ELISA to detect anti c-myc-ChBD antibody activity compared with the antibody 9E10 from hybridoma

A microplate coated with 2 μg/mL c-myc-GST-human IL-8 antigen was blocked with PBS containing 1% (w/v) BSA. Then serially dilution of the anti-c-myc-ChBD antibody from CHO-S or anti c-myc 9E10 antibody from hybridoma were added and incubated at 37 °C for 1 h. Both antibodies concentrations were ranging from 100 to 0.078 ng/mL. After microplates washing, anti-mouse HRP (Sigma A2554) and TMB were sequentially added to them. Enzyme reaction was stopped with 1 M HCl and color development was measured at 450 nm on a microtiter reader.

Preparation of microtiter plates with acetylated chitosan

The procedure described by Bernard et al., 2004 with modifications was used. Deacetylated chitosan (30 mg) were dissolved in 5 mL of 0.1 M Sodium acetate pH 3. Two deacetylated chitosans with different grades of deacetylation were used: chitosan from white mushroom (60% deacetylation, Sigma 740,063) and chitosan from crab shells (80% deacetylation, Sigma 48,165). Each solution was diluted 20-fold in sodium acetate pH 5, and the polystyrene plates filled with 50 μL per well. Afterward, 8 μL per well of acetic anhydride (Sigma 320,102) were added. The plate was placed in a fume hood and allowed to dry overnight. Eventually, the plate was washed using PBS 10X pH 7.4 and blocked with 0.3 mL PBS (10x) pH 7.4: BSA (1 μg/mL).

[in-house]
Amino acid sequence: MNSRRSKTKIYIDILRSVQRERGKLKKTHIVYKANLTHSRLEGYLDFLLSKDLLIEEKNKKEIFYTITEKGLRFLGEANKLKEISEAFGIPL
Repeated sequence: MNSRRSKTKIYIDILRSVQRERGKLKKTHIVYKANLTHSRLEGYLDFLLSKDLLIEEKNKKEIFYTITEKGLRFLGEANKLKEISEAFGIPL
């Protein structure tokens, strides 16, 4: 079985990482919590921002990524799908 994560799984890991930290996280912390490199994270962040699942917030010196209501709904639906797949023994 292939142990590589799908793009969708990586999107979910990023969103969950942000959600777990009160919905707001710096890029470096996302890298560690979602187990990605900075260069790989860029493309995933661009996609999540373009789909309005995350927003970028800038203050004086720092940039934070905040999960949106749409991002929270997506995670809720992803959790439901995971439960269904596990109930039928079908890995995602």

Comparison of microplates coated with two different deacetylated chitosans by binding of the chimeric anti-c-myc-ChBD antibody

Two different chitosan acetylated microplates prepared using white mushroom and crab shells chitosan. Anti-cmyc-ChBD antibody in serial dilutions ranging from 0.039 to 50 ng/mL were added. Microplates were incubated at 37 °C for 2 h. After washing, anti-mouse HRP (Sigma A2554) and TMB were sequentially added to them. Enzyme reaction was stopped with 1 M HCl and color development was measured at 450 nm on a microtiter reader.